Future Prairie: a collective of women and queer artists

This local group of creatives hosts live shows featuring dance, music, poetry, film and more.

hero1Portland musician, artist, and author Amy Subach performs at Future Prairie.

Portland’s Future Prairie is a collective of women and queer artists that presents chautauqua-inspired live shows, as well as a podcast.

Ashley Anderson

At the first live show of Future Prairie — a Portland collective of women and queer artists — a small crowd gathered at The Hallowed Halls to watch, listen and discuss. On a stage adorned with plants and bathed in natural light, a stream of artists took turns performing: a dancer, a makeup artist, musicians, a poet, a filmmaker. After each performance, artists took questions from the audience and shared their creative process.

The vision of Future Prairie’s creative director Joni Whitworth had come to life.

“I have a lot of artist friends who have a lot of talent, but they don’t always have the opportunity or the venue to showcase it,” says Whitworth, who formed the collective in January 2018 and launched its live show five months later. “The show is a two-way conversation, with people able to converse with the artists and learn more about why they’re making art.”

Whitworth is an entrepreneur who previously founded Portland event company Mint & Mirth. She found inspiration for the variety-style show through researching chautauquas — cultural events popular in rural America in the late 19th and early 20th centuries. Blending entertainment and education, chautauquas brought community members together to hear from various speakers, musicians and teachers.

As Whitworth points out, much of modern-day dialogue within communities takes place online. Future Prairie’s live show format, however, lets people connect and learn from each other in person, through engaged discussion. The Hallowed Halls, a historic Southeast Portland building that serves as a recording studio and event space, has a living-room feel that’s decidedly different from the loud, dark interiors where live shows often take place.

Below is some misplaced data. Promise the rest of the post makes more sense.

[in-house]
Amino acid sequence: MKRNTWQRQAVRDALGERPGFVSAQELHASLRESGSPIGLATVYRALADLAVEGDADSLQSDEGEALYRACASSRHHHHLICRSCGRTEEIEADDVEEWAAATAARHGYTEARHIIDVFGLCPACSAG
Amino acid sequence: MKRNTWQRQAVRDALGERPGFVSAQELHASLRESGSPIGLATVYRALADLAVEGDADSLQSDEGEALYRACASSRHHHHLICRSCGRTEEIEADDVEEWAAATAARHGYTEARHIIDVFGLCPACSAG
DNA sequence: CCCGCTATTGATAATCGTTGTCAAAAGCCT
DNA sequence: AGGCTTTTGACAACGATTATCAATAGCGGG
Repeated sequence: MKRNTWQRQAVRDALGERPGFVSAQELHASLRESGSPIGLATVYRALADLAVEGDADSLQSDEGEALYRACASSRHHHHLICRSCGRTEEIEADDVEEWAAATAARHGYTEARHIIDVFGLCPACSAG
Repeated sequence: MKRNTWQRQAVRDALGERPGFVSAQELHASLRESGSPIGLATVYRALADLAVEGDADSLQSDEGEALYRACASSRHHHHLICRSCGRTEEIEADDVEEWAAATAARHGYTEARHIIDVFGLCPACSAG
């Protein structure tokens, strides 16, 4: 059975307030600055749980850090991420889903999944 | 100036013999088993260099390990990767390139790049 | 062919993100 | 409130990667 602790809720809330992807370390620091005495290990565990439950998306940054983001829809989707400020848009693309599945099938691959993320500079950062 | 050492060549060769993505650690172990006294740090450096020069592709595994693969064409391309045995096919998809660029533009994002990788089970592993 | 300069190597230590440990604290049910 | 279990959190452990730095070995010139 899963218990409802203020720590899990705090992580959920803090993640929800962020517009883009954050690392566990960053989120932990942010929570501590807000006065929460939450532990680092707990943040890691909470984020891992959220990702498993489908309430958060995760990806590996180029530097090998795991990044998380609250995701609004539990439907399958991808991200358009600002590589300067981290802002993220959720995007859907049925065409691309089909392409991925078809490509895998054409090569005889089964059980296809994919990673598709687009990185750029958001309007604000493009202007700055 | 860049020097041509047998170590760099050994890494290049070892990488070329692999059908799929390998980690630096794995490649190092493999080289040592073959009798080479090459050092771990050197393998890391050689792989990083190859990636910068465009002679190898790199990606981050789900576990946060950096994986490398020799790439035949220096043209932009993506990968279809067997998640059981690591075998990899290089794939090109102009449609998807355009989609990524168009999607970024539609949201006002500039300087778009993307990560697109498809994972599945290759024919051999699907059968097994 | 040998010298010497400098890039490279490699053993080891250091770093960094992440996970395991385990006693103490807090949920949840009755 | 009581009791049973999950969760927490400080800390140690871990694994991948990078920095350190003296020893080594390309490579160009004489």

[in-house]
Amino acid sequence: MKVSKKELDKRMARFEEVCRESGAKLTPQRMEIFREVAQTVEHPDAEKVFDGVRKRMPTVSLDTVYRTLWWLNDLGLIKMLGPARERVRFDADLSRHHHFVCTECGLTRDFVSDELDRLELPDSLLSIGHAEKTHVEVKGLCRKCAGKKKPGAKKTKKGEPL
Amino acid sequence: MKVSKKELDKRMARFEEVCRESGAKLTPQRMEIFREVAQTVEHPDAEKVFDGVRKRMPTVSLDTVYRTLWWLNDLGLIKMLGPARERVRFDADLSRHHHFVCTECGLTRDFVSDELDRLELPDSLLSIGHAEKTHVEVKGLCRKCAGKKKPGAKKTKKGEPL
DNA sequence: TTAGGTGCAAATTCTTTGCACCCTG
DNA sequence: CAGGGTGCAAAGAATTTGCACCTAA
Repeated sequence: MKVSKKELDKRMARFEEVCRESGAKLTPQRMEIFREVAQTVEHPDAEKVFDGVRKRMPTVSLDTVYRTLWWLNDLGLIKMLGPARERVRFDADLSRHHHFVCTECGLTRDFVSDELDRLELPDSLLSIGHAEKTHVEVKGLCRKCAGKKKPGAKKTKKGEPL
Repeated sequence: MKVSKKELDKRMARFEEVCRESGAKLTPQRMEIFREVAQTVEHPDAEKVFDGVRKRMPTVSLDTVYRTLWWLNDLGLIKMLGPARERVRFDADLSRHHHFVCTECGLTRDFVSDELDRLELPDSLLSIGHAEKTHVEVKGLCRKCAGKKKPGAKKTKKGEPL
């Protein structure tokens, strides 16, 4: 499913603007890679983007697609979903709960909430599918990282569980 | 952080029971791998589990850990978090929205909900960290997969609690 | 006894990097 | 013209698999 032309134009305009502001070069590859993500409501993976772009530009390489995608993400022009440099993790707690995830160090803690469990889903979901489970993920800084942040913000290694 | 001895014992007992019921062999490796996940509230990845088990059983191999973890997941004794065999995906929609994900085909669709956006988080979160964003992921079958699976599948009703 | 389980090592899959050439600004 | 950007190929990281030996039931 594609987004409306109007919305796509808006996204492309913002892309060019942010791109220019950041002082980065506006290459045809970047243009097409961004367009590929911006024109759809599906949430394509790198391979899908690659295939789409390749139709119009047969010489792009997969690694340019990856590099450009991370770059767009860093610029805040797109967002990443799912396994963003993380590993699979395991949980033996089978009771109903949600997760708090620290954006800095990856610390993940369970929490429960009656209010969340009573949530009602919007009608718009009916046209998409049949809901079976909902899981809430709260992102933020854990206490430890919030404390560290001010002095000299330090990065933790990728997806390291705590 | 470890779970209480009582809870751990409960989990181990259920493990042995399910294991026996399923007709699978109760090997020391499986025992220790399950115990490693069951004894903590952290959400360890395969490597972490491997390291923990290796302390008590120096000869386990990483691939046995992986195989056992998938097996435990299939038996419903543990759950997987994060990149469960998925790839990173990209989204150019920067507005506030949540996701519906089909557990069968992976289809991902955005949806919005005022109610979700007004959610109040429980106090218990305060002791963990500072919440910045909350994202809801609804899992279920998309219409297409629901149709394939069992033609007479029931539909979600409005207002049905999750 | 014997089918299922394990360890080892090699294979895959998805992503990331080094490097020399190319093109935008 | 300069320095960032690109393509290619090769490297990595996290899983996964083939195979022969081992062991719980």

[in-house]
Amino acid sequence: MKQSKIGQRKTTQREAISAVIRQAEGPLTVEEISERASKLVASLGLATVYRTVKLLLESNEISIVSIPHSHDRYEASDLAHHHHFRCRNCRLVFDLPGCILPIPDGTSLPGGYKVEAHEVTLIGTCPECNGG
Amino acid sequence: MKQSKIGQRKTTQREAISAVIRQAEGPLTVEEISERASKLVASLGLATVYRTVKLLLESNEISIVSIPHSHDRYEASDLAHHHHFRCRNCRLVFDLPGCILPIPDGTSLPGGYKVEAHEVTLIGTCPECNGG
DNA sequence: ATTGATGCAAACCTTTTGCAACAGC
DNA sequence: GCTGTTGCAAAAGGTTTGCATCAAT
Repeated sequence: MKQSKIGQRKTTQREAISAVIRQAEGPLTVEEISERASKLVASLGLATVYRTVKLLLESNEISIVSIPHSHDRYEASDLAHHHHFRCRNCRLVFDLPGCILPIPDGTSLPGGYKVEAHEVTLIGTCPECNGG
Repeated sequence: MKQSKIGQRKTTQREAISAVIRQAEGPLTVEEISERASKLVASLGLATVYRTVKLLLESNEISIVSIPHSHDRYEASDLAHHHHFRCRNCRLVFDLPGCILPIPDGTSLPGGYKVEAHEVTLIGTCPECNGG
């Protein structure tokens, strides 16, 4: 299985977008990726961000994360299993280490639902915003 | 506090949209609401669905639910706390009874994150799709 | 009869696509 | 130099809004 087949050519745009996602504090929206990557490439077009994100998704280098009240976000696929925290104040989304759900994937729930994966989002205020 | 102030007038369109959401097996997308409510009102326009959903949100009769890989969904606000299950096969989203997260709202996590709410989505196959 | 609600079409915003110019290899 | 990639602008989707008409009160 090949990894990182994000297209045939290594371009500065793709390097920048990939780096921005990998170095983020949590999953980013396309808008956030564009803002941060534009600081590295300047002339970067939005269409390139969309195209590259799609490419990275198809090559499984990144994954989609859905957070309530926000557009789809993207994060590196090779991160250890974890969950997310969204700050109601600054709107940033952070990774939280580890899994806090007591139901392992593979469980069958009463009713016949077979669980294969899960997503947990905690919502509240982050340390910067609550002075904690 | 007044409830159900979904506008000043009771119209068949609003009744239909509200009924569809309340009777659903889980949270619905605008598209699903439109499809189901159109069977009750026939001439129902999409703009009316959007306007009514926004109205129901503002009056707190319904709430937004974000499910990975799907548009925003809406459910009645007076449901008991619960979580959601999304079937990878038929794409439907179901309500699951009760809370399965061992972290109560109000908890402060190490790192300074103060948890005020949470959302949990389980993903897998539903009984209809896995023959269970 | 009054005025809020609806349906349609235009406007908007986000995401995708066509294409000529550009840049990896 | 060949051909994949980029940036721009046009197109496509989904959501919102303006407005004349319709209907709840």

The Members of Future Prairie

For artists like Maiah Wynne, an indie-folk musician who performed at Future Prairie’s inaugural show, the intimate format dissolves perceived barriers between the performer and listener.

“I felt really connected with the audience and was able to talk about the meaning behind each song,” Wynne says. “It’s a place where you can really listen to the nuance of the music and experience something you haven’t experienced before.”

Members of Future Prairie (currently around 20 artists) also collaborate on other projects. The poetry collection Your Full Real Name, written by Whitworth and illustrated by Mali Fischer, was released in fall 2017. Additionally, filmmaker Anna Weltner is creating short documentaries featuring the artists discussing their work and inspiration.

Fields such as design, comedy, fiber art, animation and photography are also represented within the collective. “We’re amassing this group of experts who are masters of their own craft[s] and can come together and express concepts in a lot of fun ways,” Whitworth says.


Mixed media artist Jaleesa Johnston shares her poetry and illustrations at Future Prairie. Photo by Ashley Anderson.

The Mission of Future Prairie

As its name implies, Future Prairie is loosely guided by the values of futurism, with an emphasis on shaping the future of culture. This theme is evident in the collective’s podcast, Future Prairie Radio, with guests discussing such topics as the end of plastic, equitable ridesharing and Afrofuturism and autonomy. (Whitworth plans to have every member of the collective featured as a guest.)

“For me, futurism is about helping people envision how things should or could be, observing and responding to technological changes associated with the concept of the future,” says Whitworth. “It’s a conceptual north star.”

For the queer community, Future Prairie’s live show offers a way to meet people in a safe and inclusive environment that’s an alternative to the dance party scene. As a female musician who identifies as queer, Wynne says there are still many performance venues that don’t feel safe or particularly inclusive.

“It can be hard navigating that,” she says. “This is a space that’s very safe, open and non-judgmental, where I can share music that’s vulnerable and feel comfortable doing that.”

Future Prairie founder Joni Whitworth addresses the audience at a 2018 Future Prairie event. Photo by Ashley Anderson.

Attending Future Prairie Live Events

While Future Prairie members are women and queer artists, all adults 21 and older are welcome to attend the live shows. Whitworth hopes to host four to 12 shows per year, featuring a different mix of performers at each show.

“To build something outside of the norm takes a bit of gumption,” says Whitworth, who is seeking to further diversify and expand the collective. She envisions Future Prairie evolving as a creative production brand, taking on clients in need of creative content for various endeavors.

“Portland has an incredible artistic community that values community over competition,” Whitworth says. “There are so many amazing opportunities for Future Prairie — the sky’s the limit.”

Tickets to Future Prairie live shows are $10 and can be purchased at FuturePrairie.com.


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